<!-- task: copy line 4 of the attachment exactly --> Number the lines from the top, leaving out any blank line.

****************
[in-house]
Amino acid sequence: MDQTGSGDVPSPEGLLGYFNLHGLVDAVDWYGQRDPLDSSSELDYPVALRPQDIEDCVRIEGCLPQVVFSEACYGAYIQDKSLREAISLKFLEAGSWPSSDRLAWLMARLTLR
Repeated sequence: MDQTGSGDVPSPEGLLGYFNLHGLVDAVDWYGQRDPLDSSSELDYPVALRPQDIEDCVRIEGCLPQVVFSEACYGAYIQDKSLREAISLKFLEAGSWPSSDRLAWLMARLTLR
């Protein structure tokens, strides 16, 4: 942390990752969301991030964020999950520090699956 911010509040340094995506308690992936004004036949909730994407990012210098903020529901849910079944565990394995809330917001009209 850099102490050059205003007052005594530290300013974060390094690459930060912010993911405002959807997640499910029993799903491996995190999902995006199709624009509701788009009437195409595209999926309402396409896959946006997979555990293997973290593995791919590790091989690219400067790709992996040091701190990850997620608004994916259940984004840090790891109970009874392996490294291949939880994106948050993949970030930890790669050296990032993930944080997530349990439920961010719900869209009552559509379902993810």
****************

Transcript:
């Protein structure tokens, strides 16, 4: 942390990752969301991030964020999950520090699956 911010509040340094995506308690992936004004036949909730994407990012210098903020529901849910079944565990394995809330917001009209 850099102490050059205003007052005594530290300013974060390094690459930060912010993911405002959807997640499910029993799903491996995190999902995006199709624009509701788009009437195409595209999926309402396409896959946006997979555990293997973290593995791919590790091989690219400067790709992996040091701190990850997620608004994916259940984004840090790891109970009874392996490294291949939880994106948050993949970030930890790669050296990032993930944080997530349990439920961010719900869209009552559509379902993810």